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By Jenny WhalenApril 4, 2014
When the possibility of suspension or expulsion threatens to disrupt a Michigan student's education, that student has no right to appointed counsel, which makes the Student Representation Project's (SRP) advocacy efforts that much more significant.
Launched by a trio of University of Michigan Law School students in March 2013, SRP is a dual effort on the part of law students and peers in the U-M School of Social Work to train students to advocate on behalf of public school students who are facing suspension or expulsion at their school disciplinary hearings and, through campus events, to raise awareness of institutional threats to educational opportunities for low-income children.
"We're people who are passionate about young people and public defense," said 1L Jessica Gingold. "It is important for social workers to build their advocacy skills and for lawyers to learn to navigate the resources that youth need. We cross-pollinate and strengthen each other's work through this project."
With guidance from the Student Advocacy Center of Michigan, SRP has trained 16 advocates and led two disciplinary hearings to date, the most recent of which won a high school senior facing a graduation-delaying suspension the right to return to class.
"We know we won't always have the result we want, but we're optimistic," said 3L and SRP founding member Gabriel Newland. "Attending the hearings also serves an educational purpose for the district. We talk about reports from the federal government about racial discrimination in school discipline, read the state's letter on the overuse of suspension and expulsion in schools, and bring character witnesses on behalf of the student to give the district pause and consider an alternative to expulsion."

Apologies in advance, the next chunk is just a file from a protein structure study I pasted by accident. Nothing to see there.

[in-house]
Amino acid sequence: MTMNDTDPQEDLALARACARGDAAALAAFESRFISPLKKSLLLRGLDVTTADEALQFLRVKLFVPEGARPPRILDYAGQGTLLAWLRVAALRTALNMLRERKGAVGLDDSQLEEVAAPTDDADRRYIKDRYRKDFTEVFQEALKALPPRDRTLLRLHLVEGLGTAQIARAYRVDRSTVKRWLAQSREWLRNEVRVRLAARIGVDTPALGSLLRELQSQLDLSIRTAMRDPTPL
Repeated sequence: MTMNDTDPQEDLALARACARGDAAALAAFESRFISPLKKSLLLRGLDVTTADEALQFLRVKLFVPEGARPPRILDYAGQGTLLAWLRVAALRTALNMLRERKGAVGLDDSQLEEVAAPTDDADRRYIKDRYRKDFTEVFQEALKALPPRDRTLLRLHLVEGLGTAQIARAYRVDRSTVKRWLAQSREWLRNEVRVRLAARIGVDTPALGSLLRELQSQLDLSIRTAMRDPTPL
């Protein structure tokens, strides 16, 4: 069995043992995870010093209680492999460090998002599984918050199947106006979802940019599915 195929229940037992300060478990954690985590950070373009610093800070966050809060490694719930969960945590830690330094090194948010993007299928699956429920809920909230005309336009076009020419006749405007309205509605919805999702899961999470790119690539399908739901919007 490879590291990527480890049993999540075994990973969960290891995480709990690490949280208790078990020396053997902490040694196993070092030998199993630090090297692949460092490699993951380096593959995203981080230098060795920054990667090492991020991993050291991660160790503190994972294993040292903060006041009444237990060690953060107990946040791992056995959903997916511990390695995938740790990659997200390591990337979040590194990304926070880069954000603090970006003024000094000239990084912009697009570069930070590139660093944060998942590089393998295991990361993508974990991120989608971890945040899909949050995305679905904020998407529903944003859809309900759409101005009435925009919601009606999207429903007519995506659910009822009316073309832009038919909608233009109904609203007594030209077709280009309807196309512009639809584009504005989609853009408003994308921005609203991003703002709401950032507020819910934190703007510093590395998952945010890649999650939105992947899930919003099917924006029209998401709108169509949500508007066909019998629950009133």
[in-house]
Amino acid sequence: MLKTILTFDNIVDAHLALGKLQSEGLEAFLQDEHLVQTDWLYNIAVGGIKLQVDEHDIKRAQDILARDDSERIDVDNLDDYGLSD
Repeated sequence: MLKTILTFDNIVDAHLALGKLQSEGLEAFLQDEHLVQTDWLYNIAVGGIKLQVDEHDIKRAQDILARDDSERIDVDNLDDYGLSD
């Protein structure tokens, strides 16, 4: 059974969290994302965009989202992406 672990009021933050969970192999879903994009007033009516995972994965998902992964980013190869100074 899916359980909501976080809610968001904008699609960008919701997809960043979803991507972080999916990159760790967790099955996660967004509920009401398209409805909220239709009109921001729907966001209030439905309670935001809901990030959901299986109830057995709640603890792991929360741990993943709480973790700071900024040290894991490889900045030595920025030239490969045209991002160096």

The group works to share a similar message through the events it organizes and promotes on campus.
"It's been really rewarding to raise awareness through events at the Law School and I would like to see the program expand to include students from the Ford School, Ross School of Business, School of Education, and others," said 2L Maria Litsakis, who helped found SRP with Newland and 3L Sally Larsen. "I'm excited about the progress made this year, but there is so much left to do."
Gingold echoed this sentiment, adding that while the group's small size has allowed it to hone its skills and knowledge in the realm of school discipline, members are ready to expand and get more involved.
"This is the type of work you learn best by doing," Gingold said. "We're learning together and building a network of experienced advocates. Young people enter these hearings with no representation and no knowledge of due process or their rights. We are able to work with the students one-on-one and empower parents as advocates to make sure their voices are heard."
An aspiring public defender, Newland calls his work with the project "one of the more meaningful experiences I've had in law school."
"Doing trial advocacy work, being in clinics, and taking classes on education law and policy, serving as a hearing advocate was a final exam of sorts," Newland added. "These are real students and our work has a real impact."
SRP Board (Pictured above L to R): Marquita Davis, 1L; Jessica Gingold, 1L; Maria Litsakis, 2L; Emma Kornfeld, School of Social Work; Sally Larsen, 3L.
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